Walk 3516 - printer friendly version
Eastbourne to Alfriston by the South Downs Way Walk
Author - Barry Mackie
Length - 12.5 miles / 20.3 km
Ascent - 2350 feet / 712 metres
Grade - mod/hard
Start - OS grid reference TV609990
Lat 50.768278 + Long 0.28035675
Postcode BN21 4QU (approx. location only)
This is the first section of the South Downs Way, a National Trail that extends from Eastbourne, a popular seaside resort in East Sussex, to Winchester, the ancient capital of Britain, in Hampshire. The cliff top walk with its dramatic views is recognised as the finest of its type in South East England.
From Eastbourne railway station (Grid ref. TV609990), turn left into Terminus Road, and then take any of the adjacent roads to the seafront. Already there is a choice, either to walk the 1.5 miles west along the road, or to take the bus to the foot of the downs at Beachy Head. We chose the former option and with the light onshore breeze and the fret off the sea, this was a good way to start off.
As the road turns sharply to the right (Grid ref. TV600971), next to St Bede's School, there is a small car park with a refreshment kiosk on the left side. In front of you is an obvious path up the slope from the foot of the downs. Follow this line over the brow of the hill until you reach three faint paths. Take the left path, which soon becomes very narrow, along the side of the hill. Here you are surrounded by gorse and light woodland, but before long emerge onto open downland and then Beachy Head with the lighthouse at the foot of the cliffs. At 162m/535ft above sea level, this is the highest sea facing chalk cliff in Britain. From here, on a clear day, there are wonderful views back towards Eastbourne and into Kent. To the west, possibly a glimpse of the Isle of Wight some 60 miles away, and along the coastline, the next stage of this walk.
The next section is alongside the cliffs. At a safe distance from the edge, head towards the old Belle Tout lighthouse in the distance. Looking ahead from here is really something to think about. No tarmac, concrete or rough path, not even a well trodden scar on the hillside, just the occasional waymarker, and this remains typical for most of the higher sections of the walk, in an area that attracts thousands of visitors every year. Approaching the lighthouse, you get fairly close before the waymarker directs you around its northern flank. Now a private residence, this 850 ton granite structure is most recently famous for being "moved back" from the cliff edge. An information board nearby advises that with the onward march of the sea, it will need to be moved again in about another hundred years.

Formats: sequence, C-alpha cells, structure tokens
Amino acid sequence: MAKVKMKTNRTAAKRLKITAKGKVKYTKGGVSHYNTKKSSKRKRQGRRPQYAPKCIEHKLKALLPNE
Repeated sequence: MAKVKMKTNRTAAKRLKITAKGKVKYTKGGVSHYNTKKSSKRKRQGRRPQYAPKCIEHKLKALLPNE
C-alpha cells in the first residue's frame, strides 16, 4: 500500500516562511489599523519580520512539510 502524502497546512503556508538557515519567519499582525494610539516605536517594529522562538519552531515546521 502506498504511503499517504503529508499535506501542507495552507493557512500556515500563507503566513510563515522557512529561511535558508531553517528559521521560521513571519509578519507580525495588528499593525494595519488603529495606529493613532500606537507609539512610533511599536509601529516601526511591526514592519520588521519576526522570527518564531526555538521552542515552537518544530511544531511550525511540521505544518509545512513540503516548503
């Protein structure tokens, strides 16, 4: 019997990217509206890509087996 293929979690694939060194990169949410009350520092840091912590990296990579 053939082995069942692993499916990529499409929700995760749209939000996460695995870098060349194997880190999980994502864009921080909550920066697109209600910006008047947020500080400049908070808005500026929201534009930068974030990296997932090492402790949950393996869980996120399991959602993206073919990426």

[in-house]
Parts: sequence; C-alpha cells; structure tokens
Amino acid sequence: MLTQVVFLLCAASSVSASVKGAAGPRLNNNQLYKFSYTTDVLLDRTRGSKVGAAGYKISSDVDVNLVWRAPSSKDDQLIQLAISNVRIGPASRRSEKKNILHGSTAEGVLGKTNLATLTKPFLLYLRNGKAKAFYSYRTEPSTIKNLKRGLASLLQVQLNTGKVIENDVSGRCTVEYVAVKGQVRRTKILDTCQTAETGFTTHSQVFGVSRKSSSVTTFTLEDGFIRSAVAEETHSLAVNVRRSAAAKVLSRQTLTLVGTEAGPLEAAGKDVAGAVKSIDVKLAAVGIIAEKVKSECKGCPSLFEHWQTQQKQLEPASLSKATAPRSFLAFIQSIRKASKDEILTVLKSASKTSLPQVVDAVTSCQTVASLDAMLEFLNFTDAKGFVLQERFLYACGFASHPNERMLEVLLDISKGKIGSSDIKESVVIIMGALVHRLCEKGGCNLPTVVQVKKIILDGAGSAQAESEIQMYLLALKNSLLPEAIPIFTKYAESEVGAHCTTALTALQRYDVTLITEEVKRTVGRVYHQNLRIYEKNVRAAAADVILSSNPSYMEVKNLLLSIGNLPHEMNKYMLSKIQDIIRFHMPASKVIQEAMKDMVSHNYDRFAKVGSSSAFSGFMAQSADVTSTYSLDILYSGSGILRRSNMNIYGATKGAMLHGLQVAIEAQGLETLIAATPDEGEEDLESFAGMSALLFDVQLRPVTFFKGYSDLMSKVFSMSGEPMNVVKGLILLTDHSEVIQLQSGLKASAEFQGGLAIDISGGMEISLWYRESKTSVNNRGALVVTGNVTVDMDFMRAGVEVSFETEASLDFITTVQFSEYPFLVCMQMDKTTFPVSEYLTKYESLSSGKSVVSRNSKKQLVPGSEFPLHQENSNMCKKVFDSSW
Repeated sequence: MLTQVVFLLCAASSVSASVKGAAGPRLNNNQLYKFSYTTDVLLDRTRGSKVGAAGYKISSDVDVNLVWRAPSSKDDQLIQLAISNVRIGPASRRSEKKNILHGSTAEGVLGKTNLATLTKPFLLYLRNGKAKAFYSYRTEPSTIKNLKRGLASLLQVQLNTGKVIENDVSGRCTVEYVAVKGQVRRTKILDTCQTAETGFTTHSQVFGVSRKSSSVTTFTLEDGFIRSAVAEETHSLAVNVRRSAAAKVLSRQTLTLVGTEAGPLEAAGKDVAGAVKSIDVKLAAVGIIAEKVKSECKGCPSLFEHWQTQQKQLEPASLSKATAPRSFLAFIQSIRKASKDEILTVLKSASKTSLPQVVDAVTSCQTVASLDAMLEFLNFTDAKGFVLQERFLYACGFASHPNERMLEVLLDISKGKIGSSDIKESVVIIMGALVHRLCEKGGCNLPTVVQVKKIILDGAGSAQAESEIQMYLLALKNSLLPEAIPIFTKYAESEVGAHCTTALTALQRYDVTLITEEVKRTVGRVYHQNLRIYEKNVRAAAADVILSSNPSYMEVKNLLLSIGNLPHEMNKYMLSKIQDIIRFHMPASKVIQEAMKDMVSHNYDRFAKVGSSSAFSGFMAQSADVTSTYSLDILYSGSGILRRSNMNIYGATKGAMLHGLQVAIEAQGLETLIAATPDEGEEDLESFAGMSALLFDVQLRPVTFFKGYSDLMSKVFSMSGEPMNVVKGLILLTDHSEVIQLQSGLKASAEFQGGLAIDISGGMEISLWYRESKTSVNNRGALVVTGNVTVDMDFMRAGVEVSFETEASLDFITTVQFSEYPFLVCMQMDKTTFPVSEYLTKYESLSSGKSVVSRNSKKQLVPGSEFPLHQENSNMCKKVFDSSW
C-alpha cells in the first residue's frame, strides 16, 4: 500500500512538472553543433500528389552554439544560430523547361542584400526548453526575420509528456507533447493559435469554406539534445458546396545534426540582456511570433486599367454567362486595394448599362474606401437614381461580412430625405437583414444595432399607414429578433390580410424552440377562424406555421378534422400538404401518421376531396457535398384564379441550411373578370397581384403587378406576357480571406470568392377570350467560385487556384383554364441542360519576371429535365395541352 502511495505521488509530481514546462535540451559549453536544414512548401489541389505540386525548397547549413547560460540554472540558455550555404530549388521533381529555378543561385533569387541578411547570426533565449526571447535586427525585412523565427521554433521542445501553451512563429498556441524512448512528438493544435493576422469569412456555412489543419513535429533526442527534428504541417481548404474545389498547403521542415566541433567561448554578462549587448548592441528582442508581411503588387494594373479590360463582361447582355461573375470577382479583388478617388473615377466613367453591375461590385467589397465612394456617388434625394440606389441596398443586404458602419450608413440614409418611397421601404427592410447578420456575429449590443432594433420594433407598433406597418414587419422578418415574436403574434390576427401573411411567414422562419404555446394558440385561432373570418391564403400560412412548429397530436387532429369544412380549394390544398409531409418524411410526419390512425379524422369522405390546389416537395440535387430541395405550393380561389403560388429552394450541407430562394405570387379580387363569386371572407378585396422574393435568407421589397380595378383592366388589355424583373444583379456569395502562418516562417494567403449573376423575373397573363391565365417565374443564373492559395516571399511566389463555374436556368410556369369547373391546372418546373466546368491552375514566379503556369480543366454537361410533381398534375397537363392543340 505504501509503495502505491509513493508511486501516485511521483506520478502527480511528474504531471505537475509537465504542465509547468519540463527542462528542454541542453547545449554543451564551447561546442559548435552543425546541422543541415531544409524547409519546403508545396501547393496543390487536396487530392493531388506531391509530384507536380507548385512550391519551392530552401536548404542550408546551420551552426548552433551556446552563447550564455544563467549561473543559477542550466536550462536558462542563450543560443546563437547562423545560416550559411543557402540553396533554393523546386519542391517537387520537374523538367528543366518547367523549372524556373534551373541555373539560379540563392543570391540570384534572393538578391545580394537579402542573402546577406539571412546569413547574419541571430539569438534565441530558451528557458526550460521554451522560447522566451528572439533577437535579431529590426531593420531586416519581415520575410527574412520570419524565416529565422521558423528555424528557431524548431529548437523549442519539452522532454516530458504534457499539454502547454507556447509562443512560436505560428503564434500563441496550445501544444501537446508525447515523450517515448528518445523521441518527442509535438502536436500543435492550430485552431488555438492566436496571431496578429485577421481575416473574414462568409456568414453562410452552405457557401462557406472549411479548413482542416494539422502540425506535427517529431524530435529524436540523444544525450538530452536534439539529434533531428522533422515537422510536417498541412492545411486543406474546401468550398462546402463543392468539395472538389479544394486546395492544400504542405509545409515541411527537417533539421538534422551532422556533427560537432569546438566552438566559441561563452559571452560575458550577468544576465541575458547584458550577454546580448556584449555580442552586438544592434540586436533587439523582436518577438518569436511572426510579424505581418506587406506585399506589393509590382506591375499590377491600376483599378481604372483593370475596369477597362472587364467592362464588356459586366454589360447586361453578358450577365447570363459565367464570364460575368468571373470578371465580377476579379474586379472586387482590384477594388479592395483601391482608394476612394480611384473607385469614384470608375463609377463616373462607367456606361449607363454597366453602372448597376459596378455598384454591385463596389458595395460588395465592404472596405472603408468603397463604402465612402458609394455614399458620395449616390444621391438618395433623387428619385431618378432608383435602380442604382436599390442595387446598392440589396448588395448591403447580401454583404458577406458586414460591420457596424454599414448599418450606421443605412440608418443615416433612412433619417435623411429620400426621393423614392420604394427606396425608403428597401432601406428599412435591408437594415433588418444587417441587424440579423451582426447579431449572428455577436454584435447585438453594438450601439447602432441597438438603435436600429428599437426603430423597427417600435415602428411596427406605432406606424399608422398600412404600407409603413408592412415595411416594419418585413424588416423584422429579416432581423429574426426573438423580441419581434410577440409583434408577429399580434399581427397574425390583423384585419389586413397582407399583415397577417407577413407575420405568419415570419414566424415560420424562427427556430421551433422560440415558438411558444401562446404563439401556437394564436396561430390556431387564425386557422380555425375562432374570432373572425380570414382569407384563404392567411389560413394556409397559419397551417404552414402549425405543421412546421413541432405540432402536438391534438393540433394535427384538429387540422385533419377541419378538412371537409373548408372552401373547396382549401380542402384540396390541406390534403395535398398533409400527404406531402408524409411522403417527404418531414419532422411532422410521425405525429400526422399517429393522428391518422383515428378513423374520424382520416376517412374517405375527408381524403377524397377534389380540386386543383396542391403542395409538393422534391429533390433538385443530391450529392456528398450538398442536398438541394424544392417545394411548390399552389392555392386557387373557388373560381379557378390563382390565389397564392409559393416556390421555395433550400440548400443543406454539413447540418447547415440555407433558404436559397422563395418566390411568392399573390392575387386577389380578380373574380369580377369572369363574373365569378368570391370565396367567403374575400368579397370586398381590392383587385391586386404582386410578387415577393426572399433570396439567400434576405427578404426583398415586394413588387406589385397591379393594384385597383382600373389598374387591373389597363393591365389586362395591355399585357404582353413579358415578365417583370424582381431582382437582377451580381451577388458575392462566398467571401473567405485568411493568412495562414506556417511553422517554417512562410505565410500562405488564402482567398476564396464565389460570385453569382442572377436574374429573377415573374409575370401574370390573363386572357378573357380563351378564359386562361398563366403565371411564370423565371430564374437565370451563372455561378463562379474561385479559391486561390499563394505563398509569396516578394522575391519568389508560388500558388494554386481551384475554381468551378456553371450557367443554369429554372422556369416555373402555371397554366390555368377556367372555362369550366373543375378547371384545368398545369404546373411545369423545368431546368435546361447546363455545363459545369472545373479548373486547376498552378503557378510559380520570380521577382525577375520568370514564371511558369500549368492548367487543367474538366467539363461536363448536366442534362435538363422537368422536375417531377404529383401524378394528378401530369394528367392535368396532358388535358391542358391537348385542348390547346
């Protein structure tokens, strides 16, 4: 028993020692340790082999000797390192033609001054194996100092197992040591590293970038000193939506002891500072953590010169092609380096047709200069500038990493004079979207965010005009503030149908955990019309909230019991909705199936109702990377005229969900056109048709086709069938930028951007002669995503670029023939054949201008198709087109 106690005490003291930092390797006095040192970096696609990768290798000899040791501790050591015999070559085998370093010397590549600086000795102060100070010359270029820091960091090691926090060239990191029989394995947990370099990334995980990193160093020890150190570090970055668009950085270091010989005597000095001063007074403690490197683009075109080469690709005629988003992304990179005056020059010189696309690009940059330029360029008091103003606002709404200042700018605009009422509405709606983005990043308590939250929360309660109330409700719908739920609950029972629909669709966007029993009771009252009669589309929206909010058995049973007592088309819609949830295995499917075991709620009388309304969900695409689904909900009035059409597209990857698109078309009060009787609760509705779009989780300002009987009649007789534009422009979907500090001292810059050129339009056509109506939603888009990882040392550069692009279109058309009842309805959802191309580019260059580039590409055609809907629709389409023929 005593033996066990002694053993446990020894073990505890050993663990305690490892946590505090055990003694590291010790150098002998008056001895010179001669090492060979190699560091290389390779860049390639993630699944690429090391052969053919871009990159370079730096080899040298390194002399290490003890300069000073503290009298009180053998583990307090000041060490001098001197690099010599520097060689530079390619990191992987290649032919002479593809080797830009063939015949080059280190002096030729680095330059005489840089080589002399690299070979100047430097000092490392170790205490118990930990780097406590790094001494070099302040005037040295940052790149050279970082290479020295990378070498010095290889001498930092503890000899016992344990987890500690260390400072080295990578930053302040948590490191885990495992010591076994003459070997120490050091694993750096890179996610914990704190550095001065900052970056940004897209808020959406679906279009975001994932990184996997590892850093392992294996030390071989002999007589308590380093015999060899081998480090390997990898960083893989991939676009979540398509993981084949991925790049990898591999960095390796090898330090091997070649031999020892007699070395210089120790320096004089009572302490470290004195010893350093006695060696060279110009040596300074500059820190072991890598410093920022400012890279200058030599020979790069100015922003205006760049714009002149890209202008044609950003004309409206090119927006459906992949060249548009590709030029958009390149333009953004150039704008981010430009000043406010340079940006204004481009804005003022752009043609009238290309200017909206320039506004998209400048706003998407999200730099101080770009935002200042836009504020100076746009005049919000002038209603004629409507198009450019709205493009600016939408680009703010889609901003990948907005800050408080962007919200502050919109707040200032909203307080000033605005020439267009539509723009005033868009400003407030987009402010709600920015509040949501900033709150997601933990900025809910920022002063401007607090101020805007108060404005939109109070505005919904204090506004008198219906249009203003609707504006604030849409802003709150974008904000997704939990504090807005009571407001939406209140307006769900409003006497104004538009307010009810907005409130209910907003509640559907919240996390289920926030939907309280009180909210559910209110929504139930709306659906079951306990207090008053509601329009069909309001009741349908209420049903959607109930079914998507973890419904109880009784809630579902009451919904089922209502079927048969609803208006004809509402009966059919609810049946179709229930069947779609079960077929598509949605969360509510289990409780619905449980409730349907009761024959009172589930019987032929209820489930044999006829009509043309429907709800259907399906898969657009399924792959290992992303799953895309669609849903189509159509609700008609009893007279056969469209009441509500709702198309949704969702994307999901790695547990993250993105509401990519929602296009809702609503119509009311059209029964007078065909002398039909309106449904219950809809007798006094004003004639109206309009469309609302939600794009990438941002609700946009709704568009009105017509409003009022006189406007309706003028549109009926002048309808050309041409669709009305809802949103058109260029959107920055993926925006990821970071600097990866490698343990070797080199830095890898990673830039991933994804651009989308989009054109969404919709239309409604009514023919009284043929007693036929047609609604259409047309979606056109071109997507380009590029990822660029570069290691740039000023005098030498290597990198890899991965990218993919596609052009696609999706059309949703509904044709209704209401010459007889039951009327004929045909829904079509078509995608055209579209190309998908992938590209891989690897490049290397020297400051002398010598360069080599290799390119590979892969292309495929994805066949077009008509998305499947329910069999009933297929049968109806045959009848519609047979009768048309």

Continue on to Birling Gap (Grid ref. TV554960), where you can stop for light refreshments, and take the path down the slope towards the car park. Now take the flint road up the opposite slope and onto the start of the Seven Sisters, with your path parallel to, and again a sensible distance from the cliff edge. It will seem like a rollercoaster walking up and down these hills, and there is a fair amount of ascent and decent, but the fabulous scenery makes the effort worthwhile. In places there are deep cracks close to the cliff edge, which serve as a reminder of the relentless power of the sea as it erodes the cliff face at some 30-40cms a year. The Sisters are named (in the order you meet them) Went Hill, Bailey's Hill, Flagstaff Point, Brass Point, Rough Brow, Short Brow and finally Haven Brow, which is the highest of them all.
As you reach the end of the Sisters (now in The Seven Sisters Country Park) in front of you is Cuckmere Haven and the Cuckmere River with its sweeping bends. Follow the waymarked route down the slope and head north alongside the river on a rough track that soon becomes a concrete road. Along here you have a couple of choices. The waymarker directs you up the slope, but if you're feeling a bit tired you can just continue along this road to reach the excellent Visitor Centre (Grid ref. TV519995) on the A259 road, were both routes meet. Also at the Visitor Centre, there are tea rooms and a bicycle hire shop.
To the right of the Centre, the way leads in a northerly direction back up the slope and out of the valley. Pause here to look back at the views and this is the best place to take pictures of the bends in the river. Coming off the brow of the hill, follow the track down the steps to the small hamlet of West Dean and into the edge of Friston Forest. The path now leads in a northerly direction through the forest, then along the edge of the fields with the hedge at first on your left and then on your right, to come out at the minor road (Grid ref. TQ523015).
Turn left here and then a few steps later, right to the village inn at Litlington. Just past the inn take the narrow waymarked path on the left to reach the raised bank of the Cuckmere River. This next section follows the riverbank upstream (north) to the white footbridge over the river, and was quite muddy. An alternative route in worse conditions will be to walk along the road. Cross the white bridge to reach St Andrews Church and the picturesque village of Alfriston. Take the narrow footpath between the houses to the high street, with its good selection of shops and pubs, and the end of this walk. If you need transport from Alfriston back to Eastbourne, then there are bus services but not on Sundays or Bank Holidays. For details of public transport links on the South Downs there is also an extremely useful leaflet available at no cost from the above mentioned Visitor Centre.